Penn Law Dean Michael A. Fitts Named President of Tulane University

Michael A. Fitts, dean and Bernard G. Segal Professor of Law at the University of Pennsylvania Law School, has been named president of Tulane University in New Orleans. He will assume the post on July 1.

An expert in administrative law who joined Penn Law as a professor in 1985, Fitts has been dean since 2000. During that time, he transformed the Law School’s curriculum, promoting an interdisciplinary approach to legal education while encouraging a collaborative environment central to the School’s pedagogical mission.

“Mike Fitts is an inspired choice to become the next president of Tulane University,” Penn President Amy Gutmann said. “He is a skilled and strategic leader, whose vision has propelled Penn Law to even greater heights among the pre-eminent law schools in our nation. Under his direction, Penn Law has become an unrivaled leader in cross-disciplinary legal education, which is an essential feature of first-rate education in today’s increasingly complex global society.”

During his 14-year tenure, Fitts grew the size of the standing faculty by 40 percent, while quadrupling the number of cross-cutting academic institutes at Penn Law. He oversaw the creation and expansion of innovative programs to attract top student talent, doubling the availability of financial assistance for students, leading to a 78 percent increase in applications for admission. Fitts led the Bold Ambitions fundraising campaign for the law school, exceeding the campaign goal and raising more than $200 million.

“It’s been my honor and privilege to have spent my academic career devoted to this wonderful institution,” Fitts said. “Working with the talented students, faculty and staff at Penn has truly been a joy. Together we’ve achieved so much that has enriched the intellectual climate at the Law School and the University more broadly. These relationships will last a lifetime.”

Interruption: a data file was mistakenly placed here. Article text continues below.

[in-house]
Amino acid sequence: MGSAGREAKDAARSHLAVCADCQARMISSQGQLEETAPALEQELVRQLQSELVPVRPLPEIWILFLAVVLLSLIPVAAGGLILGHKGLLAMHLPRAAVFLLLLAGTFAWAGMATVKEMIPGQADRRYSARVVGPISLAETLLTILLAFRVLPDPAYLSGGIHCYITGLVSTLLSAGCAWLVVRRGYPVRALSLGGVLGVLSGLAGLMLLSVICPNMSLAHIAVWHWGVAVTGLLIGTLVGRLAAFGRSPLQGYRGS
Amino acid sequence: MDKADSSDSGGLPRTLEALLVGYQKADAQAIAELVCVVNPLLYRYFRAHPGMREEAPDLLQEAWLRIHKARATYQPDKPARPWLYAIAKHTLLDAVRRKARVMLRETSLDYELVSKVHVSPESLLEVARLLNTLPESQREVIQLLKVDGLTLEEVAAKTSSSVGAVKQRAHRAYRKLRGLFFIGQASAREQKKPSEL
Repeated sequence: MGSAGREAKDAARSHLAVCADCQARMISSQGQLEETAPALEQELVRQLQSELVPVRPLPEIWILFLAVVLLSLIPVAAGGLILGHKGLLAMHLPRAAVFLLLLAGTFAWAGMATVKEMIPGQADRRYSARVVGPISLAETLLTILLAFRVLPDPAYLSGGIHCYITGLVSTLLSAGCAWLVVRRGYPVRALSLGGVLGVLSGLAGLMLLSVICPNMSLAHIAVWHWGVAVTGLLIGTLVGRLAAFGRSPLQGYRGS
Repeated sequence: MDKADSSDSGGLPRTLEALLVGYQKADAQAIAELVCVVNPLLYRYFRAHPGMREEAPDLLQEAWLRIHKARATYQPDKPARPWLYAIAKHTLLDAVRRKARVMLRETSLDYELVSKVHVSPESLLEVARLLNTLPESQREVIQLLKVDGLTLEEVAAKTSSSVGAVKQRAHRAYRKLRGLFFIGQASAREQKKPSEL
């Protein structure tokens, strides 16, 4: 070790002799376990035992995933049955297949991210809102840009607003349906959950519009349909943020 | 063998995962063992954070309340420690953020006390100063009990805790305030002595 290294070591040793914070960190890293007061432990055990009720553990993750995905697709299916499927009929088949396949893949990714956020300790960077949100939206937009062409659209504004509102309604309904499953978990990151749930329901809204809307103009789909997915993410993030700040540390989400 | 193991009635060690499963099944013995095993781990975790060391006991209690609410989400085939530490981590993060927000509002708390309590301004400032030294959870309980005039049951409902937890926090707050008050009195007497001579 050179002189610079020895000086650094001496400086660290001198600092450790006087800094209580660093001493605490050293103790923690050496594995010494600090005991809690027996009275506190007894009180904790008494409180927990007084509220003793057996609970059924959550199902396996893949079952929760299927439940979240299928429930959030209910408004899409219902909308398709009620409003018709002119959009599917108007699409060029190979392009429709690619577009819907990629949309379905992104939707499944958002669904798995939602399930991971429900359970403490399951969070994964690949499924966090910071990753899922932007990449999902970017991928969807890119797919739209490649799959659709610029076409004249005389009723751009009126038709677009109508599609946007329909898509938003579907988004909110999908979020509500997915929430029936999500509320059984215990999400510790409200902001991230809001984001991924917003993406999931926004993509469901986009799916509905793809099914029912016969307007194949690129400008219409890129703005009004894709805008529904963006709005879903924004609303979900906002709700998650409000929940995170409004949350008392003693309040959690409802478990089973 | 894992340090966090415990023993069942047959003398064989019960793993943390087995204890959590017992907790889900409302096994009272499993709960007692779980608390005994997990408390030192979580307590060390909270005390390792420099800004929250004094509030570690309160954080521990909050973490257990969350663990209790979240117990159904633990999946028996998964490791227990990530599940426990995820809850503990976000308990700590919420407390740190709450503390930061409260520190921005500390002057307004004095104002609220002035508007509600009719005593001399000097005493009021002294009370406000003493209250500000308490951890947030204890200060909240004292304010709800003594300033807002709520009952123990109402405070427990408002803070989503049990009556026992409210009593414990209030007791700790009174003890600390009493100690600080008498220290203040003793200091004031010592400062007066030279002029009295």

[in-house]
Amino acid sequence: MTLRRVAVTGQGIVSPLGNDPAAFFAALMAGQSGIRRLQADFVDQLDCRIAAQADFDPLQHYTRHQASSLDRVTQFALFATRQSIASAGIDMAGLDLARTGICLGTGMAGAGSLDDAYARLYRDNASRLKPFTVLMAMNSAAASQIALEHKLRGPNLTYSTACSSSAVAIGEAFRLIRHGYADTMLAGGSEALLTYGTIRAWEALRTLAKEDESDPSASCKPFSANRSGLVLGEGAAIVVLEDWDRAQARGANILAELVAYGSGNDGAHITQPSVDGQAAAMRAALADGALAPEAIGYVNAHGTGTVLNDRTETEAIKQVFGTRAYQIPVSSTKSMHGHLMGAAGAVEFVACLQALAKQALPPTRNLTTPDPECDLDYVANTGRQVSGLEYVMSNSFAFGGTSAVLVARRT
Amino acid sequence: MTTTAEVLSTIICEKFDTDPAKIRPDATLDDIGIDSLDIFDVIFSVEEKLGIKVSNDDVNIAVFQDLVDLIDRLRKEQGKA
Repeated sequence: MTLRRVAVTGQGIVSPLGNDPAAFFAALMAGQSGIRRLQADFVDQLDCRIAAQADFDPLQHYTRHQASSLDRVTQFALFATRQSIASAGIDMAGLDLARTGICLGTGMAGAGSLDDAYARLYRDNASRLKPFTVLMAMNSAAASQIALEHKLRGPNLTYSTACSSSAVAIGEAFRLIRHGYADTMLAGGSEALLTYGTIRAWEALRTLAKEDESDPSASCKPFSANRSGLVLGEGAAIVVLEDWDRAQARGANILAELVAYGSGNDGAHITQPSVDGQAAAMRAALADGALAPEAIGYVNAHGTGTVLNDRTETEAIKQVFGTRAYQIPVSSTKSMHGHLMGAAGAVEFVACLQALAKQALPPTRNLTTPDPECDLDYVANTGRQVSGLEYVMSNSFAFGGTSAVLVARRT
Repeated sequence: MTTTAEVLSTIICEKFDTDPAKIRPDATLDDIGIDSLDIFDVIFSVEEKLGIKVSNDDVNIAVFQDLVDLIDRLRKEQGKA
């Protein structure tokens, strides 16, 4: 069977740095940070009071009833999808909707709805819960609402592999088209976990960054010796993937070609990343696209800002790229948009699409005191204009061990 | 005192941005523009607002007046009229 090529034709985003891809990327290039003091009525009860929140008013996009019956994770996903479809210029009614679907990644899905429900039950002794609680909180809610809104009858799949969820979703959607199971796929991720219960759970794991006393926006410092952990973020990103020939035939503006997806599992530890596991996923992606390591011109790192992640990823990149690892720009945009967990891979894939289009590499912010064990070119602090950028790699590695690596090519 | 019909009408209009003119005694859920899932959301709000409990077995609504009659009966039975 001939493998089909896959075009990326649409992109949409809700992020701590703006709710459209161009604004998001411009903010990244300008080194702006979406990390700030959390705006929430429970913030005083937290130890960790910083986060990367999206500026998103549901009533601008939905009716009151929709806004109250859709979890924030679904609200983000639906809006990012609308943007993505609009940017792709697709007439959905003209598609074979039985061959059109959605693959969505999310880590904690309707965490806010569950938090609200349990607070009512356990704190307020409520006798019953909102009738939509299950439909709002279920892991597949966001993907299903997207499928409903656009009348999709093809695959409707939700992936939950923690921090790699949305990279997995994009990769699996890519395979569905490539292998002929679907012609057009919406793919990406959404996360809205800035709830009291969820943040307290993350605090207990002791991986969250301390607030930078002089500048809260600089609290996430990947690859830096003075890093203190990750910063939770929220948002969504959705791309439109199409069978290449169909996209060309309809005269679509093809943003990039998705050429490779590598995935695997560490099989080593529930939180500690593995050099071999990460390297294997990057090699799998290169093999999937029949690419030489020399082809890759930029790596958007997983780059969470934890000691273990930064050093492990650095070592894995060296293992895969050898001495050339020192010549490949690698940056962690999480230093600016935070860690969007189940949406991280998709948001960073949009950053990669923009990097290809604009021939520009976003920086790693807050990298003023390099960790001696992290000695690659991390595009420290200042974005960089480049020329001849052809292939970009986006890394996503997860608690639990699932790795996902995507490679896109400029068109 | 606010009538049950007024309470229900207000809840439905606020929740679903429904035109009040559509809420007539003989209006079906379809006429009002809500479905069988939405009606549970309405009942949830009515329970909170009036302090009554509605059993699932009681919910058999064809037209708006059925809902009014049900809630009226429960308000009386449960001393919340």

Fitts oversaw the creation of cross-disciplinary programs that include 35 degree and certificate programs offered in partnership with schools and graduate departments across the University, as well as new interdisciplinary courses and clinical programs within the law curriculum. Nearly two-thirds of the current class will graduate with joint degrees or certificates.

He further demonstrated the Law School’s commitment to public interest with a multi-million dollar increase in funding for students working in public interest and government positions, an expansion of the Toll Public Interest Scholars and Public Interest Fellows programs and the introduction of Public Interest Week. Moreover, he expanded Penn Law’s generous loan forgiveness program, ensuring that graduates pursuing careers in service can have significant student loan burdens eliminated.

He has supported significant growth in international programming, establishing institutional study abroad and research partnerships throughout Asia and Europe, while overseeing the creation of the Global Research Seminar, International Human Rights Fellowship program and Global Forum.

Fitts has also overseen the introduction of the Center on Professionalism, a program designed to educate students in the full set of executive skills required by top employers in the changing marketplace. 

Fitts spearheaded the physical transformation of the Law School, culminating in the new Golkin Hall project, a $33.5 million, 40,000-square-foot building that was completed in January 2012. The project capped a multi-year top-to-bottom renovation of Penn Law’s interconnected buildings. 

Fitts has also been a great citizen of the University of Pennsylvania, modeling the collaboration across schools that has spurred Penn to the heights of American universities in integrating knowledge across disciplines and demonstrating the impact of knowledge in our nation and across the globe.



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